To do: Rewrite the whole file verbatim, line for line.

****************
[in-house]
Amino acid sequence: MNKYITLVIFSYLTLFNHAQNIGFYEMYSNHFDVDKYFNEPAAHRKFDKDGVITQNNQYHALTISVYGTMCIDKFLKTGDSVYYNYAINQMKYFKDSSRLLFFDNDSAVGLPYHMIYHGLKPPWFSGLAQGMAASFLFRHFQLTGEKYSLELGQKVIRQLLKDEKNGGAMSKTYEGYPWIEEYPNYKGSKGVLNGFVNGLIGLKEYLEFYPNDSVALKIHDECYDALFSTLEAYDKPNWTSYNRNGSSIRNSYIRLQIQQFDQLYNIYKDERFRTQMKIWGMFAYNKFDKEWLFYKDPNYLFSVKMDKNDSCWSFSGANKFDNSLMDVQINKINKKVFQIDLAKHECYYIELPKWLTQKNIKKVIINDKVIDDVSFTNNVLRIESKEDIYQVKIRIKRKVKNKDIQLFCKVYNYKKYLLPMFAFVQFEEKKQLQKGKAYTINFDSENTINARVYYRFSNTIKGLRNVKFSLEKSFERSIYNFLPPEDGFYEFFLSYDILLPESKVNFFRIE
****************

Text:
[in-house]
Amino acid sequence: MNKYITLVIFSYLTLFNHAQNIGFYEMYSNHFDVDKYFNEPAAHRKFDKDGVITQNNQYHALTISVYGTMCIDKFLKTGDSVYYNYAINQMKYFKDSSRLLFFDNDSAVGLPYHMIYHGLKPPWFSGLAQGMAASFLFRHFQLTGEKYSLELGQKVIRQLLKDEKNGGAMSKTYEGYPWIEEYPNYKGSKGVLNGFVNGLIGLKEYLEFYPNDSVALKIHDECYDALFSTLEAYDKPNWTSYNRNGSSIRNSYIRLQIQQFDQLYNIYKDERFRTQMKIWGMFAYNKFDKEWLFYKDPNYLFSVKMDKNDSCWSFSGANKFDNSLMDVQINKINKKVFQIDLAKHECYYIELPKWLTQKNIKKVIINDKVIDDVSFTNNVLRIESKEDIYQVKIRIKRKVKNKDIQLFCKVYNYKKYLLPMFAFVQFEEKKQLQKGKAYTINFDSENTINARVYYRFSNTIKGLRNVKFSLEKSFERSIYNFLPPEDGFYEFFLSYDILLPESKVNFFRIE